Steve Jobs famously said that part of Apple’s ability to create almost magical products is tied to how they combine technology and liberal arts. Jobs said:
“It’s in Apple’s DNA that technology alone is not enough. It’s technology married with liberal arts, married with the humanities, that yields the results that make our hearts sing.”
When I was an undergraduate electrical engineering student at the University of Texas at Austin in the 1990s, I also realized that “technology alone is not enough”. I had a long list of required classes including various types of calculus, circuit analysis, algorithms, computer programming, modern physics, and other deeply technical courses. I enjoyed these classes, but I knew I needed more to become person I wanted to be when I graduated.
Fortunately, my degree plan also included a few free electives that I could use to select courses from outside the engineering department. I put a lot of thought into which classes to choose. Even at that young age, I didn’t want to take easy classes that wouldn’t challenge me. However, I also wanted a break from the rigor of my technical classes. I remember reading through the expansive course catalog to see what options would pique my interest and also expand my understanding of the world.
I chose three electives from the liberal arts section that would contribute more to the business leader I am today than any of my technical courses. They were courses in Environmentalism, Black Literature, and Gandhi.
My Environmentalism elective explored how humanity impacts the environment in significant ways that last for generations. I took this class way before I knew anything about the science of climate change. Being a huge fan of science fiction, I had a deep belief that science would be the key to solving humanity’s problems. However, this class taught me that science could be used to cause great harm to people and the planet. In fact, it takes concerted effort to make sure that science always considers the preservation of life as an absolute first principle.
One of the readings in this class was Rachel Carson’s Silent Spring, and I learned how DDT had revolutionized agriculture, medicine, and several other industries. However, DDT also had a devastating impact on the environment including human and animal life.
As a leader, this course prepared me to always consider the impact of the products we build. This includes the impact on the people who use those products as well as the toll on the people who build them.
My Black Literature elective built on my already deep interest in the Harlem Renaissance and the Black Civil Rights movement that formed in high school. My junior and senior major projects in my high school Honor’s English courses were on Langston Hughes and Malcolm X.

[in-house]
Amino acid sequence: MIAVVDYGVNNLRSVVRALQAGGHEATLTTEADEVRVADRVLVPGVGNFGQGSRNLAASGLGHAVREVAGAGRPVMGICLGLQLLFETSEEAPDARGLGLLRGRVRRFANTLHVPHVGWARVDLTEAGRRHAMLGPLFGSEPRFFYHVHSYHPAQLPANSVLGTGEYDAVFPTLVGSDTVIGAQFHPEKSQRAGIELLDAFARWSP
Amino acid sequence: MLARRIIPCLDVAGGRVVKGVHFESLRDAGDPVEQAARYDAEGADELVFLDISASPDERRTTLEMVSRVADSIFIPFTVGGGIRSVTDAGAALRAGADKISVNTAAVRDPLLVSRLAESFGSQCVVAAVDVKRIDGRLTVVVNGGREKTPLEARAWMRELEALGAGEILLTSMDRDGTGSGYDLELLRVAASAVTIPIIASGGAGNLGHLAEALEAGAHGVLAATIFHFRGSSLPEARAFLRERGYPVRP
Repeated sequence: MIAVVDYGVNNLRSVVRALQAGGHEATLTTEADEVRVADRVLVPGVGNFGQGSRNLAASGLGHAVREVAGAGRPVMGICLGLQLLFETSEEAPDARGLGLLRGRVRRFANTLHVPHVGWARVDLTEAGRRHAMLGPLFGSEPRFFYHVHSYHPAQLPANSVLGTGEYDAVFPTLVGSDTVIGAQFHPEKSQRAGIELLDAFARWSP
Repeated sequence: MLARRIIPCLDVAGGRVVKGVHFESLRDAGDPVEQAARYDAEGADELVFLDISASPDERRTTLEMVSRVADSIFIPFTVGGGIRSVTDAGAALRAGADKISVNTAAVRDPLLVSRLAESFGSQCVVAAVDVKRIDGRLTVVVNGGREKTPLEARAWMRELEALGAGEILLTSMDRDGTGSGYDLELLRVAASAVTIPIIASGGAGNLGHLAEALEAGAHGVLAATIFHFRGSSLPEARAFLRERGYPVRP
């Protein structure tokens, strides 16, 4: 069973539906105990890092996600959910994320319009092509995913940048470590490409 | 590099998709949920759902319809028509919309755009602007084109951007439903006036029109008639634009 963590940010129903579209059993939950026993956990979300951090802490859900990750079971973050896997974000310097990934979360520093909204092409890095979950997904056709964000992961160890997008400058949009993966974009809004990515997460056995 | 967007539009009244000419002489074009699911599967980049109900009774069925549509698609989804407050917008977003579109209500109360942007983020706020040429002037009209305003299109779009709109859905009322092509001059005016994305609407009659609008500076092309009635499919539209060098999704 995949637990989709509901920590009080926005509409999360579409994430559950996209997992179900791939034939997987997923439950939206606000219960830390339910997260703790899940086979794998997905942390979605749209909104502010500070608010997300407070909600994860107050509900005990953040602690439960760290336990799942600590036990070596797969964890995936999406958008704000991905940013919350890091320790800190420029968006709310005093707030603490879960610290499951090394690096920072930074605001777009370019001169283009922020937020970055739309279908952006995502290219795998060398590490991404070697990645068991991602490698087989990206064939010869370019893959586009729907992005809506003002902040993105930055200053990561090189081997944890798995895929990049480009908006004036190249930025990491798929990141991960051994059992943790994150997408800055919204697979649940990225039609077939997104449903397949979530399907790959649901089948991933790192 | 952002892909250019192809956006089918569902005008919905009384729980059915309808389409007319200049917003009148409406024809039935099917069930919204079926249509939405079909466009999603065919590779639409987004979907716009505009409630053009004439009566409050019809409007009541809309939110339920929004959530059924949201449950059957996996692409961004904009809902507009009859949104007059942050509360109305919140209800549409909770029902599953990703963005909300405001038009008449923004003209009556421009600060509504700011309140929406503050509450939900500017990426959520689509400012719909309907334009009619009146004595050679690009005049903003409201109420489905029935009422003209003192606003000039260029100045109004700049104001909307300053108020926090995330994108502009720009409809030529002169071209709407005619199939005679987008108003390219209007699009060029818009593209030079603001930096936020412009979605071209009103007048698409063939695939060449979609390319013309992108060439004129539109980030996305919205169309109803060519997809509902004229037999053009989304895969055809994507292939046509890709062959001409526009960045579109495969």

This college level course exposed me to other writers and poets from the United States but also from the African continent. It expanded my understanding of the beauty of my people’s struggle and how words can channel the often untold truths of our lives.
As a leader, this course prepared me to be unapologetically Black. I have been the first Black Manager experienced by many of the people on my teams. In some cases, I was the first Black employee at the smaller companies where I’ve worked. So, I’ve faced my share of doubt. When faced with challenges at work, I recall the words of the Black voices from this class and find ways to calmly guide my teams to success.
My class on Gandhi taught me about the life of the famous activist who used non-violent resistance to achieve India’s independence. I learned about Satyagraha which means “truth-force”. Combined with the principles of Ahiṃsā (“avoidance of violence”) and Tapasya (“self-sacrifice”), I learned how the disciplines of civil resistance can free a nation.
As a leader, this course taught me that I have to show my teams that anything I ask of them are things I’m willing to do myself. I also treat everyone with dignity and respect which honors our shared humanity. Perhaps the most impactful lesson of this course was the importance of exhibiting patience and compassion when encountering difficulty. Utilizing these practices strengthens the bonds between myself and the people I lead in ways that many managers struggle to achieve.
If you’re an electrical engineering undergraduate student (or any highly technical major), I encourage you to carefully select your electives. Consider liberal arts courses to complement your studies. This will make you a better person, and, if you decide to go into leadership, you’ll be better positioned to support your teams.